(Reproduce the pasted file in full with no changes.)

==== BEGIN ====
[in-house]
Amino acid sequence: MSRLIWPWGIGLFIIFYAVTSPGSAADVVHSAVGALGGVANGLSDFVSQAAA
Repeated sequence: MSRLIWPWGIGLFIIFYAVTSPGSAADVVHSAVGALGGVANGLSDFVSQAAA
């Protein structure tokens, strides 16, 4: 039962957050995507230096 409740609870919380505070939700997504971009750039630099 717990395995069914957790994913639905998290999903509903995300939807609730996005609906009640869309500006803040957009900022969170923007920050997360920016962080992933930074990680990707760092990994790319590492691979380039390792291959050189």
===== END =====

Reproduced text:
[in-house]
Amino acid sequence: MSRLIWPWGIGLFIIFYAVTSPGSAADVVHSAVGALGGVANGLSDFVSQAAA
Repeated sequence: MSRLIWPWGIGLFIIFYAVTSPGSAADVVHSAVGALGGVANGLSDFVSQAAA
């Protein structure tokens, strides 16, 4: 039962957050995507230096 409740609870919380505070939700997504971009750039630099 717990395995069914957790994913639905998290999903509903995300939807609730996005609906009640869309500006803040957009900022969170923007920050997360920016962080992933930074990680990707760092990994790319590492691979380039390792291959050189």